Federal Agencies Set Agenda for Leveraging Health Information Technology
The Office of the National Coordinator for Health Information Technology (ONC) recently spearheaded efforts to develop the “National Health IT Priorities for Research: A Policy and Development Agenda,” which articulates a vision for a health IT infrastructure that supports alignment between the clinical and research ecosystems allowing research to happen more quickly and effectively. Drawing on background reports, interviews, and workshops, ONC set an informed Agenda that outlines nine priorities, including concrete strategies and actions intended to address relevant data, tools, and infrastructure needs over the next 3-5 years. The priorities range from improving data quality at the time of capture to making data more useful for research through advances in storage, harmonization, and aggregation, thus enabling researchers to pursue more complex questions and make faster, more reliable discoveries.
Developed in collaboration with the National Institutes of Health (NIH), the U.S. Food and Drug Administration (FDA), and the Veterans Health Administration (VA), and with input from stakeholders, the Agenda recognizes the need for a more comprehensive and coordinated effort related to electronic health data, as each works to achieve their individual missions, goals, and programs. Collaborators from each of these agencies, including CBIIT Director, Dr. Tony Kerlavage, describe the importance of this comprehensive and coordinated action in a newly published article, “Leveraging the Health Information Technology (IT) Infrastructure to Advance Federal Research Priorities.”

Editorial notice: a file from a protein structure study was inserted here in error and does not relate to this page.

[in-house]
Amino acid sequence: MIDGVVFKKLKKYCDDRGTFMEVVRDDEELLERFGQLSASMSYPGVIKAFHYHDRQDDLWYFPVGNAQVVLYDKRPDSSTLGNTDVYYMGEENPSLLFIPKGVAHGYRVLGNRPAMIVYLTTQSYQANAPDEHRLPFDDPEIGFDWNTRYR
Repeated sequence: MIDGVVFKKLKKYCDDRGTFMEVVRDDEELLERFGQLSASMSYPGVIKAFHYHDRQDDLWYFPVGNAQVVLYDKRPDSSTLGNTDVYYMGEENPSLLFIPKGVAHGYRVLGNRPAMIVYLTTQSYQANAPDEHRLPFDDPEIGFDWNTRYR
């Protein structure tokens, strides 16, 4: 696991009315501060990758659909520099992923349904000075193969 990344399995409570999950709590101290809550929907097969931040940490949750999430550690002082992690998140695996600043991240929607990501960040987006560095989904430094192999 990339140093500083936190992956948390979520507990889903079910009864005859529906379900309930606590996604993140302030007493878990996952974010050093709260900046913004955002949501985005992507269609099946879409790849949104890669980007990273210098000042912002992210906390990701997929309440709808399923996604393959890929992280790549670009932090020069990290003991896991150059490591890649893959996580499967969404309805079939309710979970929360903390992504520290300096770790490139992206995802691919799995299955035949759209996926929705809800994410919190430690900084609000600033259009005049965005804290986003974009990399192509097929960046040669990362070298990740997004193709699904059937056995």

The article details the Agenda and how it can help benefit and support not only these individual agencies but the entire ecosystem surrounding health IT.
For example, for NCI, improving access to a robust health data infrastructure that aggregates and harmonizes health data from diverse and novel sources will lead to a better understanding of how medications can be developed to target specific types of cancer. The Agenda also creates opportunities for across-agency initiatives, building on current efforts such as precisionFDA, a tool used in research that allows scientists to more easily compare data from genetic samples. Additionally, the Agenda includes opportunities for leveraging new data sources through electronic health records.
Thanks to progress in health IT, data are amassing rapidly, and the ability to gather useful data will continue to accelerate in the coming years. This collaborative Agenda sets the stage for these advances and ensures that research and patients alike can reap the benefits of health IT data, further improving public health through scientific discovery.